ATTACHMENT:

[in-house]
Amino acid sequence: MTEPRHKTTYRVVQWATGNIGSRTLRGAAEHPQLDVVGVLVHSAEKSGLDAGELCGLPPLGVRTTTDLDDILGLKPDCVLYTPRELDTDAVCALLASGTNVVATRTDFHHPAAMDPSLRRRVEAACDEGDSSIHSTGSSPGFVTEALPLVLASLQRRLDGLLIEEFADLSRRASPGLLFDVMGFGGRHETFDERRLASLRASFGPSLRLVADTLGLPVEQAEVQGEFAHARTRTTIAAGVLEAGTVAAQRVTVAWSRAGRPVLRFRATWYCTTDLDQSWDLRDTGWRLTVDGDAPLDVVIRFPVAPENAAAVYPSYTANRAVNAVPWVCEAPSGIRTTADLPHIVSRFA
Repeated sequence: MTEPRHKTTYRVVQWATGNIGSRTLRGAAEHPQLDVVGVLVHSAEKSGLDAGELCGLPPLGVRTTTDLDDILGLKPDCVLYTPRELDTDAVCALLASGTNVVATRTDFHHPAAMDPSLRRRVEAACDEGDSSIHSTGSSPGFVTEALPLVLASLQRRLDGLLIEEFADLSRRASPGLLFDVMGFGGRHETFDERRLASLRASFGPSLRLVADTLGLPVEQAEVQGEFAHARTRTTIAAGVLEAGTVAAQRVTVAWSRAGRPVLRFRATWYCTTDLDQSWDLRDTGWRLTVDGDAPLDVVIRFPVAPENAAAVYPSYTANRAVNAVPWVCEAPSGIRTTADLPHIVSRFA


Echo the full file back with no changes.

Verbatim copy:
[in-house]
Amino acid sequence: MTEPRHKTTYRVVQWATGNIGSRTLRGAAEHPQLDVVGVLVHSAEKSGLDAGELCGLPPLGVRTTTDLDDILGLKPDCVLYTPRELDTDAVCALLASGTNVVATRTDFHHPAAMDPSLRRRVEAACDEGDSSIHSTGSSPGFVTEALPLVLASLQRRLDGLLIEEFADLSRRASPGLLFDVMGFGGRHETFDERRLASLRASFGPSLRLVADTLGLPVEQAEVQGEFAHARTRTTIAAGVLEAGTVAAQRVTVAWSRAGRPVLRFRATWYCTTDLDQSWDLRDTGWRLTVDGDAPLDVVIRFPVAPENAAAVYPSYTANRAVNAVPWVCEAPSGIRTTADLPHIVSRFA
Repeated sequence: MTEPRHKTTYRVVQWATGNIGSRTLRGAAEHPQLDVVGVLVHSAEKSGLDAGELCGLPPLGVRTTTDLDDILGLKPDCVLYTPRELDTDAVCALLASGTNVVATRTDFHHPAAMDPSLRRRVEAACDEGDSSIHSTGSSPGFVTEALPLVLASLQRRLDGLLIEEFADLSRRASPGLLFDVMGFGGRHETFDERRLASLRASFGPSLRLVADTLGLPVEQAEVQGEFAHARTRTTIAAGVLEAGTVAAQRVTVAWSRAGRPVLRFRATWYCTTDLDQSWDLRDTGWRLTVDGDAPLDVVIRFPVAPENAAAVYPSYTANRAVNAVPWVCEAPSGIRTTADLPHIVSRFA